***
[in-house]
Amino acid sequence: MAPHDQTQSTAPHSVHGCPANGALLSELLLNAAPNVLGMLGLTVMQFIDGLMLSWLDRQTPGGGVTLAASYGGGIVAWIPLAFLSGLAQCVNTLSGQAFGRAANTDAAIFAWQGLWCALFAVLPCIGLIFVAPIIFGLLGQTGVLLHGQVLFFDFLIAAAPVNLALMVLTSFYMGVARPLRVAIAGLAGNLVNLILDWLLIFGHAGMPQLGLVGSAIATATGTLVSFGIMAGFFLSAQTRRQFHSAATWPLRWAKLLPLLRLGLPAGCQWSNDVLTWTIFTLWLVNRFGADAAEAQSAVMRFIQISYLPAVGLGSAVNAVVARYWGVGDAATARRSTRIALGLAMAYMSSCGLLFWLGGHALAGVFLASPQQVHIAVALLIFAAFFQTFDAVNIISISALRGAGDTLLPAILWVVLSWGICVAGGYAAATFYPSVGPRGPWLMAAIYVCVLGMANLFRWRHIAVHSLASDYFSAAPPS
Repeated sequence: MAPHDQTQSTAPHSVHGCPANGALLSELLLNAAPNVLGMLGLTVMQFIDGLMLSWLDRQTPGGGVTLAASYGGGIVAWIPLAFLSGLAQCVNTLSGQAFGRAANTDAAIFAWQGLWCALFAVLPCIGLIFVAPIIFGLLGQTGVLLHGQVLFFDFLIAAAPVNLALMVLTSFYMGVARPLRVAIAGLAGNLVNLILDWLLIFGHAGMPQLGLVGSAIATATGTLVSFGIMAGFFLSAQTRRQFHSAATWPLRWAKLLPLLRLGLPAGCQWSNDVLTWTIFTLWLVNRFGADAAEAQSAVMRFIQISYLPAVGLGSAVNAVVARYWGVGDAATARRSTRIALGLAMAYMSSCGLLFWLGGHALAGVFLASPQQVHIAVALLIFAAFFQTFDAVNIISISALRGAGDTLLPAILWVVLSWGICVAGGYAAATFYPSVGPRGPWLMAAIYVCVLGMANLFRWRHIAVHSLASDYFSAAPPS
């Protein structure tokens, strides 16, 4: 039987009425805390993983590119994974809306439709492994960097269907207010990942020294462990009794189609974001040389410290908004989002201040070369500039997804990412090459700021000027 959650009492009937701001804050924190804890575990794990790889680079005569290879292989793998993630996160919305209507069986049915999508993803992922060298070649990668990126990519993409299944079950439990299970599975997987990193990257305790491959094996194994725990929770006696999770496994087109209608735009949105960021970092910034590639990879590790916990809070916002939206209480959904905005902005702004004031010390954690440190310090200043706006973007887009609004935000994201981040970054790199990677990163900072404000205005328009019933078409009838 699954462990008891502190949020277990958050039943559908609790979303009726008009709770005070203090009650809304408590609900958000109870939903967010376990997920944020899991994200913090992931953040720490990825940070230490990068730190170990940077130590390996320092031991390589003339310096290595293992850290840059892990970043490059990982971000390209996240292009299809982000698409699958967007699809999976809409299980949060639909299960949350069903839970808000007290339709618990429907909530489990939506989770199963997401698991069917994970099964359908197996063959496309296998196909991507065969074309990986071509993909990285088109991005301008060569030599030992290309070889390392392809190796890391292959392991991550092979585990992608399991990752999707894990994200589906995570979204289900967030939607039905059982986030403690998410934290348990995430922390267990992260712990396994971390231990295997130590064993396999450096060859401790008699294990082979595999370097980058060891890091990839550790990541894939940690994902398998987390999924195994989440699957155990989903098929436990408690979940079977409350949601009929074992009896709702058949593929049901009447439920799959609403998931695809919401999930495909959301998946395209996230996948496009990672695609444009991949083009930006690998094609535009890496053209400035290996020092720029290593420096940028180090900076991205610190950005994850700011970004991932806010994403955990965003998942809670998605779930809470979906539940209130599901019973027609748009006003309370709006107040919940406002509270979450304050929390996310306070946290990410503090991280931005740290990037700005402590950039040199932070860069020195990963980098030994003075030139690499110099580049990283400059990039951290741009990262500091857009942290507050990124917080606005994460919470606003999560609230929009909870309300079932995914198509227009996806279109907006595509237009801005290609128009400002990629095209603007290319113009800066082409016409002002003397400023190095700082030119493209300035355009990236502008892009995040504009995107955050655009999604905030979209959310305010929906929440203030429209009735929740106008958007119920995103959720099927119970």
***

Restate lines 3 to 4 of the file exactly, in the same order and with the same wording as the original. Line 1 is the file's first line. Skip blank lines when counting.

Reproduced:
Repeated sequence: MAPHDQTQSTAPHSVHGCPANGALLSELLLNAAPNVLGMLGLTVMQFIDGLMLSWLDRQTPGGGVTLAASYGGGIVAWIPLAFLSGLAQCVNTLSGQAFGRAANTDAAIFAWQGLWCALFAVLPCIGLIFVAPIIFGLLGQTGVLLHGQVLFFDFLIAAAPVNLALMVLTSFYMGVARPLRVAIAGLAGNLVNLILDWLLIFGHAGMPQLGLVGSAIATATGTLVSFGIMAGFFLSAQTRRQFHSAATWPLRWAKLLPLLRLGLPAGCQWSNDVLTWTIFTLWLVNRFGADAAEAQSAVMRFIQISYLPAVGLGSAVNAVVARYWGVGDAATARRSTRIALGLAMAYMSSCGLLFWLGGHALAGVFLASPQQVHIAVALLIFAAFFQTFDAVNIISISALRGAGDTLLPAILWVVLSWGICVAGGYAAATFYPSVGPRGPWLMAAIYVCVLGMANLFRWRHIAVHSLASDYFSAAPPS
């Protein structure tokens, strides 16, 4: 039987009425805390993983590119994974809306439709492994960097269907207010990942020294462990009794189609974001040389410290908004989002201040070369500039997804990412090459700021000027 959650009492009937701001804050924190804890575990794990790889680079005569290879292989793998993630996160919305209507069986049915999508993803992922060298070649990668990126990519993409299944079950439990299970599975997987990193990257305790491959094996194994725990929770006696999770496994087109209608735009949105960021970092910034590639990879590790916990809070916002939206209480959904905005902005702004004031010390954690440190310090200043706006973007887009609004935000994201981040970054790199990677990163900072404000205005328009019933078409009838 699954462990008891502190949020277990958050039943559908609790979303009726008009709770005070203090009650809304408590609900958000109870939903967010376990997920944020899991994200913090992931953040720490990825940070230490990068730190170990940077130590390996320092031991390589003339310096290595293992850290840059892990970043490059990982971000390209996240292009299809982000698409699958967007699809999976809409299980949060639909299960949350069903839970808000007290339709618990429907909530489990939506989770199963997401698991069917994970099964359908197996063959496309296998196909991507065969074309990986071509993909990285088109991005301008060569030599030992290309070889390392392809190796890391292959392991991550092979585990992608399991990752999707894990994200589906995570979204289900967030939607039905059982986030403690998410934290348990995430922390267990992260712990396994971390231990295997130590064993396999450096060859401790008699294990082979595999370097980058060891890091990839550790990541894939940690994902398998987390999924195994989440699957155990989903098929436990408690979940079977409350949601009929074992009896709702058949593929049901009447439920799959609403998931695809919401999930495909959301998946395209996230996948496009990672695609444009991949083009930006690998094609535009890496053209400035290996020092720029290593420096940028180090900076991205610190950005994850700011970004991932806010994403955990965003998942809670998605779930809470979906539940209130599901019973027609748009006003309370709006107040919940406002509270979450304050929390996310306070946290990410503090991280931005740290990037700005402590950039040199932070860069020195990963980098030994003075030139690499110099580049990283400059990039951290741009990262500091857009942290507050990124917080606005994460919470606003999560609230929009909870309300079932995914198509227009996806279109907006595509237009801005290609128009400002990629095209603007290319113009800066082409016409002002003397400023190095700082030119493209300035355009990236502008892009995040504009995107955050655009999604905030979209959310305010929906929440203030429209009735929740106008958007119920995103959720099927119970």